“Wisdom is knowing I am nothing, Love is knowing I am everything, and between the two my life moves.” ― Sri Nisargadatta Maharaj
User avatar
DavidB
 
Posts: 640
Joined: Mon Jan 30, 2012 7:55 am
Location: Melbourne, Australia

Re: I notice the watcher but I'm not aware of it. Please hel

Postby EnterZenFromThere » Thu Aug 13, 2015 7:35 pm

DavidB wrote:It is the fictional self


Fictional in what sense? If it exists, is it not real?

DavidB wrote:that believes it can become enlightened


Is there no such state as enlightenment?

DavidB wrote:It is the self that constantly seeks to improve, to be better, to one day fundamentally transform, to transcend.


Would a self that is perceived to improve be mistaken?

DavidB wrote:Other spiritual disciplines attempt to point to it by getting us to stop thinking, to realize the non dual nature of existence.


What does one experience when they stop thinking? Is this state an end point?

DavidB wrote:The problem lies in what we believe the thoughts tell us about ourselves and the world around us, and how we respond.


To the degree to which we limit ourselves to the attachment of a specific identity at the exclusion of other identities?

Lots of questions, I look forward to your answers.

Peace.
User avatar
EnterZenFromThere
 
Posts: 854
Joined: Wed Dec 25, 2013 3:35 pm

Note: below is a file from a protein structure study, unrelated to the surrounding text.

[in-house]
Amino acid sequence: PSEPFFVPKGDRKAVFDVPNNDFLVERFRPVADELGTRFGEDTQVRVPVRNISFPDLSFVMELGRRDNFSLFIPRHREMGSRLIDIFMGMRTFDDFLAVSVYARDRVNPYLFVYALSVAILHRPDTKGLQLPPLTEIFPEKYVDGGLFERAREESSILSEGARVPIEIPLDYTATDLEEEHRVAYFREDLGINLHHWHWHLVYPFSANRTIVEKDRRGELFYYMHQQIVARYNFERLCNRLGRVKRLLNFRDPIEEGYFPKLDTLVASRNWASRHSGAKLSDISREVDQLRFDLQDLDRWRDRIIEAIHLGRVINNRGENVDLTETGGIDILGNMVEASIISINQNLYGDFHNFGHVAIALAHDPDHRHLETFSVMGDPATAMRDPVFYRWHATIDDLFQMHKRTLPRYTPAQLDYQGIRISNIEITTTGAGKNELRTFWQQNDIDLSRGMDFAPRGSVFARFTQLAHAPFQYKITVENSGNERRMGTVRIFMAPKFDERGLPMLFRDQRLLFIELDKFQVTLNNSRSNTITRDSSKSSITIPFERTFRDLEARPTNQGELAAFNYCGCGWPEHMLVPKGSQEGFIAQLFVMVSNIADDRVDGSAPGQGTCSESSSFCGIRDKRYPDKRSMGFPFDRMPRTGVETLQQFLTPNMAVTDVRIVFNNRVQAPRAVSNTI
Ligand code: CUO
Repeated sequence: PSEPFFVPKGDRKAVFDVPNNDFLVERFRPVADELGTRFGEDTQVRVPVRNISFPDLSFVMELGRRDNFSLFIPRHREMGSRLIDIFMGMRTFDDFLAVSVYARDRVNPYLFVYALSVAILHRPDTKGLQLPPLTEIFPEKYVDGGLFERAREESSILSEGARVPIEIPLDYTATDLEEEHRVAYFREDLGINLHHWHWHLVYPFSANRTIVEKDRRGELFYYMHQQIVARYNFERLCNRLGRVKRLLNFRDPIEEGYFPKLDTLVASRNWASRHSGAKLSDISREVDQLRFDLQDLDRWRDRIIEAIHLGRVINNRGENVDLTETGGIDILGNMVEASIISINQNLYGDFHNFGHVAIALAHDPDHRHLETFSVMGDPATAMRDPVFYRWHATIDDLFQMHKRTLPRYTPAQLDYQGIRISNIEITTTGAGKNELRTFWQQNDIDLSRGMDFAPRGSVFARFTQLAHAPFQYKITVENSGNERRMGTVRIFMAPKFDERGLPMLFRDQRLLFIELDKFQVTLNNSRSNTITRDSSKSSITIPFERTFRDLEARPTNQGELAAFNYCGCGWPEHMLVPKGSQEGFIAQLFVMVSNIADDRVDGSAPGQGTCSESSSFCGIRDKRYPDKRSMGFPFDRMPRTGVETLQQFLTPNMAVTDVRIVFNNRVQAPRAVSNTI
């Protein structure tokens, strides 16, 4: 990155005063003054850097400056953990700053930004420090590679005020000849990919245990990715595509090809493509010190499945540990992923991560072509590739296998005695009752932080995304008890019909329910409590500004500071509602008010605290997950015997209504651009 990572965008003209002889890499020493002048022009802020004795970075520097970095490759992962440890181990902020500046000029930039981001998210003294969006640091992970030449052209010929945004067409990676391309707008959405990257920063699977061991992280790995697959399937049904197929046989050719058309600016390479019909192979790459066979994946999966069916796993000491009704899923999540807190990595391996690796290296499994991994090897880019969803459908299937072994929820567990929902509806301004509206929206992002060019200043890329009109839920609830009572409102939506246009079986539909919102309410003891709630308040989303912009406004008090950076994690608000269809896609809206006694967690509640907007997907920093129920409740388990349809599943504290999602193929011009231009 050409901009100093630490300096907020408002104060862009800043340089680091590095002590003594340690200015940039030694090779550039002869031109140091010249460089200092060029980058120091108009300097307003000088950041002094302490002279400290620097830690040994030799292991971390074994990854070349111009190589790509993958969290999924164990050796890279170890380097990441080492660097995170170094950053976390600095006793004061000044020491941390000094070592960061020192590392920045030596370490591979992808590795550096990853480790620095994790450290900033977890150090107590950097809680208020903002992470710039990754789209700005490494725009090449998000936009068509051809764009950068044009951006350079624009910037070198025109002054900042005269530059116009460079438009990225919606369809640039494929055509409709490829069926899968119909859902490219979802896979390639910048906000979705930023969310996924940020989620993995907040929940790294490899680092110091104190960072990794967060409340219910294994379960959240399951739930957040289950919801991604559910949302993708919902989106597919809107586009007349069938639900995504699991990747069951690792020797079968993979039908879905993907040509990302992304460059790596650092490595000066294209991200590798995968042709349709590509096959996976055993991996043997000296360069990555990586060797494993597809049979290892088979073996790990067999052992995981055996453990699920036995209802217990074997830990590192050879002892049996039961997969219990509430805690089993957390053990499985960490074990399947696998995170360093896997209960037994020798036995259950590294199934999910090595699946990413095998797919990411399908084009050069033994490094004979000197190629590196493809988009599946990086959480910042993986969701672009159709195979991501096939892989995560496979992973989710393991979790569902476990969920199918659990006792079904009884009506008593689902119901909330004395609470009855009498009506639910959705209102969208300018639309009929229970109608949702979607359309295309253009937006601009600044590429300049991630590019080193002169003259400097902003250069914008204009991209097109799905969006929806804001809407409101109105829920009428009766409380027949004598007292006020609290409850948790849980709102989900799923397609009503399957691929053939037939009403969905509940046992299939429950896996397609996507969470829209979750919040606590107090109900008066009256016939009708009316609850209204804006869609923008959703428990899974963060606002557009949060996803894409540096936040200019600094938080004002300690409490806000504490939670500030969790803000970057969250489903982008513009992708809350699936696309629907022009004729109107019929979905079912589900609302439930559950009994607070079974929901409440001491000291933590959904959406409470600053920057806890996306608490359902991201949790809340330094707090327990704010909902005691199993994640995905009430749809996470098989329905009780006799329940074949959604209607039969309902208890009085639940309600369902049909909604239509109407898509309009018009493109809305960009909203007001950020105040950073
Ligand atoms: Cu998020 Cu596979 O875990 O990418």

Re: I notice the watcher but I'm not aware of it. Please hel

Postby DavidB » Fri Aug 14, 2015 3:36 am

EnterZenFromThere wrote:Lots of questions, I look forward to your answers.

Peace.


Lots of questions indeed, I'll see if I can answer them. :)

EnterZenFromThere wrote:Fictional in what sense? If it exists, is it not real?


In the sense that it consists entirely of thoughts, beliefs one has about oneself, identifications, labels and automatic responses. If for example, I believe myself to be 'spiritual', then anything about myself that is perceived as not so spiritual needs to be rejected, or fixed, or conversely I might perceive myself as being more spiritual than someone else in comparison. This fictional persona then becomes subject to fluctuation depending upon circumstances and invariably never reaches that perfect state of spirituality.

It's like if someone tells you your ugly and you believe it, only in this case, we do it to ourselves. We believe a fictional idea about ourselves, be it ugly, spiritual, enlightened, whatever. A dog for example, no matter how ugly we might think it, would never perceive itself in those terms. A dog has no self image. It is this self image that is fictional. And it doesn't matter whether the self image is negative, positive, spiritual or transcendent, it is a fictional self image.

EnterZenFromThere wrote:Is there no such state as enlightenment?


No, there is no such thing as enlightenment. Enlightenment is when everything is as it is, nothing needs to be changed, no condition needs to be met, and being at peace means not minding what happens.